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Going loopy

1 watcher
Feb 2018
10:39pm, 8 Feb 2018
1696 posts
  • 0
FurryH
The club I ran with had set routes and the groups I ran with rather than looping back (although this was advocated but rarelly happened) they would stop and regroup. Personally when I ended up being fastest in the group I would perfer to stop and wait for others to catch up than loop. Looping did my head in. we tended to group together in similar paces at the start which makes this a lot easier.

The groups were fairly dynamic and relied a lot on communication with quite often people dropping back to slower groups behind. Agreeing a pace at the start is key and the group should run at the pace and stop regroup or split into smaller groups as you go.
Feb 2018
9:58am, 9 Feb 2018
11896 posts
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Autumnleaves
I genuinely don't understand why turning back at a mid-point should do anyone's head in? On our routes we have one musterpoint in the 5k one and two on the 6k. Fastest finishers can also loop back from the end rather than hang around and get cold. The coaches/leaders may well do other loops back if we get really strung out. It does depend on what people want to get out of the run and ours are all generally intended to be social and therefore at a chatty pace. I can appreciate that if you are trying to hold on to your fast or tempo pace you might not want to turn round, but we don't encourage our runners to do that in our runs as a general rule. The other week I used fixed turn points as a very effective fartlek session for our faster men - they loved it. We also have an unofficial 'league' of 'who can add the most distance to a route'.
Feb 2018
11:02am, 9 Feb 2018
2434 posts
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jdarun
Well I suppose if people just prefer standing around then that's their choice. Seems odd to me, and I would think it more off-putting to a newbie tail runner to have a bunch charge off into the distance and wait occasionally than to have them looping back and forth. In the first case you are clearly holding them up but the second they are just getting a longer run in.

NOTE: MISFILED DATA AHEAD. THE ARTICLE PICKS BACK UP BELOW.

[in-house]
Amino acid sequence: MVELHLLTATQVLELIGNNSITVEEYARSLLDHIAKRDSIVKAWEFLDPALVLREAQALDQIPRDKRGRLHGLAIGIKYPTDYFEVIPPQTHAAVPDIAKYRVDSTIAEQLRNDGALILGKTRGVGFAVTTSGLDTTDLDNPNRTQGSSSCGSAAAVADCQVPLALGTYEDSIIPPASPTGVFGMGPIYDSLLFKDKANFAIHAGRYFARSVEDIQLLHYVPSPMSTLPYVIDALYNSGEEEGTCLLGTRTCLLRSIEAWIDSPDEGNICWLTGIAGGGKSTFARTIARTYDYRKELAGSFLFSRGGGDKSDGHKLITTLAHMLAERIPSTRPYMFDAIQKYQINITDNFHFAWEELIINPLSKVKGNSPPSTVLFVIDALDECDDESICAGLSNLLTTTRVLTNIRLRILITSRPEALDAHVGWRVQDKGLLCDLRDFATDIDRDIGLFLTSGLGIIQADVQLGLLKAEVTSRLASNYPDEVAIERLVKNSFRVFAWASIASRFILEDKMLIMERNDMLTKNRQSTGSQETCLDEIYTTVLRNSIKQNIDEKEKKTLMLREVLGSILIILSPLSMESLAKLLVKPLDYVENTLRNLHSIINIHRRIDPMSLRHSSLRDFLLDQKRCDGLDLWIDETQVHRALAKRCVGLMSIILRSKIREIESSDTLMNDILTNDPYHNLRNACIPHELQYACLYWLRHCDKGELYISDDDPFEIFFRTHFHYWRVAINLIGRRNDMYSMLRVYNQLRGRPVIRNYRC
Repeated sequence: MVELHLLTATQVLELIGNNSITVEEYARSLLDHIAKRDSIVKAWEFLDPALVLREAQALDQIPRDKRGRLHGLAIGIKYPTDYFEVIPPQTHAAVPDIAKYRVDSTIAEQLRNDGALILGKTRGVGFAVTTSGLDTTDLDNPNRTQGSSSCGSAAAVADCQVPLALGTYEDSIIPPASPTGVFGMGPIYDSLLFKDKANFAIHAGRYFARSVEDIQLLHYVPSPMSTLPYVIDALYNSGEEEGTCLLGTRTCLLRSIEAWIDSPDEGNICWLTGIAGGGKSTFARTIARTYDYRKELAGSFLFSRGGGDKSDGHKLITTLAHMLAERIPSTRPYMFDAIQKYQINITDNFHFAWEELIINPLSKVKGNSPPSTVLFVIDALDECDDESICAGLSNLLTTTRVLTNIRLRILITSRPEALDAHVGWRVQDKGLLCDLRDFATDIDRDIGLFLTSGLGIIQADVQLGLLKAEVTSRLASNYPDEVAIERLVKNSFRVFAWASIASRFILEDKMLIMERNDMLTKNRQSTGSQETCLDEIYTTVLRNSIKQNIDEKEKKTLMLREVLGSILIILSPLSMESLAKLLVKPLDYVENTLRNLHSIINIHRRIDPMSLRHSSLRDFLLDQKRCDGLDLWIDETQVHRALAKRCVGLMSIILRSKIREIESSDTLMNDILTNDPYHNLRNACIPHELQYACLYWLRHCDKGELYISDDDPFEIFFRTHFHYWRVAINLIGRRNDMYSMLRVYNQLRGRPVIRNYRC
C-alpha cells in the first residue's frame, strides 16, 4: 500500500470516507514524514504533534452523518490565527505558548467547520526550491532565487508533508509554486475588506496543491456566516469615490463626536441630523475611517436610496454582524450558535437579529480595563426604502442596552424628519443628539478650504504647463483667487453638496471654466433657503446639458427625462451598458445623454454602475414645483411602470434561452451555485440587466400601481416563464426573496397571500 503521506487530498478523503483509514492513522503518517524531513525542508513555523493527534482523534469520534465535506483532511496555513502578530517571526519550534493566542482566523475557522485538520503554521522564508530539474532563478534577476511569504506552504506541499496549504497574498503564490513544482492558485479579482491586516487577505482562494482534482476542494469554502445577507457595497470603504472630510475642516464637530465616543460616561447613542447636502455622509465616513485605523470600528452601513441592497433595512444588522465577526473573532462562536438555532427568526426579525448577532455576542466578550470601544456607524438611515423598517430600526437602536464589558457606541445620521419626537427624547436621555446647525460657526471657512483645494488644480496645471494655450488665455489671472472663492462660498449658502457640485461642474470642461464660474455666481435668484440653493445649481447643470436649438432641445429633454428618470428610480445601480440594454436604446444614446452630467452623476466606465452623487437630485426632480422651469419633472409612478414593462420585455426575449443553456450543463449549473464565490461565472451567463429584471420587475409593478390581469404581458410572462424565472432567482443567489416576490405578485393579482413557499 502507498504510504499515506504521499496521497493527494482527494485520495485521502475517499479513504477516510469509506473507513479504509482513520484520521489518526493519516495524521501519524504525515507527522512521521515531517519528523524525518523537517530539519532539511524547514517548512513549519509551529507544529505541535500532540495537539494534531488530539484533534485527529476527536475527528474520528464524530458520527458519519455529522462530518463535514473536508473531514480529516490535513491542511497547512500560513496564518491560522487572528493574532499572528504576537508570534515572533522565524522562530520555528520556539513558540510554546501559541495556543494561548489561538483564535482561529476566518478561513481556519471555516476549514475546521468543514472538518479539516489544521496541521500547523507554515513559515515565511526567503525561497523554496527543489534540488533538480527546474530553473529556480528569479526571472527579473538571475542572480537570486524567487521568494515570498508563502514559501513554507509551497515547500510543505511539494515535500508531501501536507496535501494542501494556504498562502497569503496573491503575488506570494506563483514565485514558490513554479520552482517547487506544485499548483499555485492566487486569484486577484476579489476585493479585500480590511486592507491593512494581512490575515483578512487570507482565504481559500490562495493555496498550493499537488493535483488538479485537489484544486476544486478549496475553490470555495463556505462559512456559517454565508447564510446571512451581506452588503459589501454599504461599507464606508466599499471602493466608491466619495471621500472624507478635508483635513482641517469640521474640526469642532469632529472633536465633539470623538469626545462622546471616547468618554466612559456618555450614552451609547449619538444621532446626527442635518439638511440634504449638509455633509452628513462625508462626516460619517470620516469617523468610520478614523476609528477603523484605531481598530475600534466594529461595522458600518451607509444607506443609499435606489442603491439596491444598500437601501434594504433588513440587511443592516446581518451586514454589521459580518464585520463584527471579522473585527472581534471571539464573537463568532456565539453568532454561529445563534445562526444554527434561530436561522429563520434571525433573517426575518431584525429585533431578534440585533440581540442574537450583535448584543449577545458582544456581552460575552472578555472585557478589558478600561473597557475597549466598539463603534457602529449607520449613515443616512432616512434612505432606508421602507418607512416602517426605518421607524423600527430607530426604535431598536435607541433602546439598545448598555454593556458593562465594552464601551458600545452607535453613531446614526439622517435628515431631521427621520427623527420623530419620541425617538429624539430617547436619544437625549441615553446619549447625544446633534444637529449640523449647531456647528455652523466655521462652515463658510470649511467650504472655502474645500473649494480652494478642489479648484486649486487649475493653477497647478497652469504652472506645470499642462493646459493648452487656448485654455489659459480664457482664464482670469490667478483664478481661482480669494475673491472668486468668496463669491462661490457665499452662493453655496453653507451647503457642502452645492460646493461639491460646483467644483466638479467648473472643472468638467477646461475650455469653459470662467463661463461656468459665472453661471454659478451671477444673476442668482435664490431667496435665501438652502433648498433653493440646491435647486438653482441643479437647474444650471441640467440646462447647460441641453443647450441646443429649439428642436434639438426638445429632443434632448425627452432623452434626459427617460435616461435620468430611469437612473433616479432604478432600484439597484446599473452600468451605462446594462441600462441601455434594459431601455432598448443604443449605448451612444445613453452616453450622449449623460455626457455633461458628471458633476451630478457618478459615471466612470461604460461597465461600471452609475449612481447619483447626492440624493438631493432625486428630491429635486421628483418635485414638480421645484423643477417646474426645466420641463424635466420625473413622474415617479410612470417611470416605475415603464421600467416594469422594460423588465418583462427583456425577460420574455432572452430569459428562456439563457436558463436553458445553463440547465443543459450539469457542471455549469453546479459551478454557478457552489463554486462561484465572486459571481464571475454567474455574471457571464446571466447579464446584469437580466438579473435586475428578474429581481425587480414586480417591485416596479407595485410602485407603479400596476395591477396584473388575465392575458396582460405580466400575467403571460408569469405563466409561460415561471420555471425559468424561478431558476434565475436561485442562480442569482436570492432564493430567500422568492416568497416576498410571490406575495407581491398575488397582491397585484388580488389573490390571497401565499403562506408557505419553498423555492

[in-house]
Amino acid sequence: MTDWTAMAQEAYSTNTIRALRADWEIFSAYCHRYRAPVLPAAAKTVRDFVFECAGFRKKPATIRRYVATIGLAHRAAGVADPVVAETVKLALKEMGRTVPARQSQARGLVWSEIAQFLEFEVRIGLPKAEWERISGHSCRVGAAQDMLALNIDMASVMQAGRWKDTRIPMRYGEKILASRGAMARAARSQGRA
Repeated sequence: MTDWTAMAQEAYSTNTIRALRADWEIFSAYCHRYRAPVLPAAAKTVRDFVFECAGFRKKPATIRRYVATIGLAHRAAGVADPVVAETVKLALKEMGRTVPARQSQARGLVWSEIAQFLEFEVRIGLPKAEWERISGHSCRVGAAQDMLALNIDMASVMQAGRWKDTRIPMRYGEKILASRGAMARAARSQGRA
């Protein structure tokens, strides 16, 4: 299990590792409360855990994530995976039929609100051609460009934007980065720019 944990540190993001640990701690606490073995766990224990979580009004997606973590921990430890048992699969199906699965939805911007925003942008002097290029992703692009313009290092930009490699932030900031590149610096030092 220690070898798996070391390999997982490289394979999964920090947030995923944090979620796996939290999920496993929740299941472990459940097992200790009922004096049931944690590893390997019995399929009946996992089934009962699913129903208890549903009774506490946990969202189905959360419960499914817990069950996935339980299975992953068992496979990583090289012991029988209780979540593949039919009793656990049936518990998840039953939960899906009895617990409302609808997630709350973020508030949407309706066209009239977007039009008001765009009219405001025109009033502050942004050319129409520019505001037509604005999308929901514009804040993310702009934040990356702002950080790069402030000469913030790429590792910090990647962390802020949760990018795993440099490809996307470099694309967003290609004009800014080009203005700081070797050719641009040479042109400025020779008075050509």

Feb 2018
11:29am, 9 Feb 2018
6177 posts
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The_Saint
Catering for random running speeds is a nightmare, especially at night when people turn up dressed in all black with headphones and look blankly at you when you ask what kind of pace they run at or what time do you typically do at parkrun. We have a group that run at 9 to 10 minute mile pace (or slower if they have to) and everyone else has to fit in between 6:45 and 8:45 miling. In theory it sounds great that you get members to run at agreed paces in between but it is not that easy. The looping/stopping thing doesn't come into it as we don't stop or wait. I didn't dream of turning up to run with a club until I was confident of running below 7:30 miling for 45 minutes, a problem is people who turn up who should be at a couch to 5K programme and want to stop after 400 metres.
Feb 2018
12:17pm, 9 Feb 2018
2435 posts
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jdarun
Well we’ve not quite had that but even pretty decent runners apparently feel a bit intimidated by the thought of joining our group runs which is a shame.
Feb 2018
2:33pm, 9 Feb 2018
11898 posts
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Autumnleaves
I suppose to an extent it depends on where within your runners' other training the club/group run sits. If you want to use it is a chance to run quite hard against people who are as fast or faster than you are, there may well be a frustration with accommodating a wide range of paces. If you view it as one of your easy paced runs then you might not mind so much. Within the Resolution Runners set up our mantra is that no-one gets left behind and so we do our utmost to ensure that those at the back have someone with them and that most of 'the pack' touch base with them at least once. I am pretty fierce about it and reinforce the rule, re-explaining why we do it regularly - if faster runners don't like it then they can run elsewhere as ultimately we set ourselves up to support beginners and those new to running that local running clubs don't always cater for. We also seek to encourage a 'group running' mentality - it isn't 'all about me' - we need people to be willing to take some collective responsibility for each other, otherwise we couldn't really function :)
Feb 2018
3:16pm, 9 Feb 2018
2437 posts
  • 0
jdarun
It seems that a re-launch of the twice-weekly runs is taking place, one to be officially branded as a social run with looping/staying together encouraged and the other to be a harder run with regrouping much as at present. We'll see how that goes...have to say I feel like a bit of a fraud commenting as I generally prefer to (and can) run during the day anyway. But I will try to turn up for a few of them.
Feb 2018
3:39pm, 9 Feb 2018
11899 posts
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Autumnleaves
That sounds like a good compromise :)
p^2
Feb 2018
5:51pm, 9 Feb 2018
30 posts
  • 0
p^2
We used to do this backwards. Slowest people (and their official shepherd) ran first. Anybody running wanting to run faster was obliged to run a minute off-route (next side road, or similar) and catch up with the shepherd later. You could then decide to recover at the shepherd's pace, or do another off-piste excursion. This had the benefit that nobody felt tempted to stop to let the slow people catch up.
Feb 2018
6:38pm, 9 Feb 2018
2440 posts
  • 0
jdarun
That’s a good arrangement. I always loop back some way behind my wife when we run together but also go ahead a bit.

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Maintained by jda
Club run issues here. Small groups of people turning up to club runs, with a range of natural speeds...

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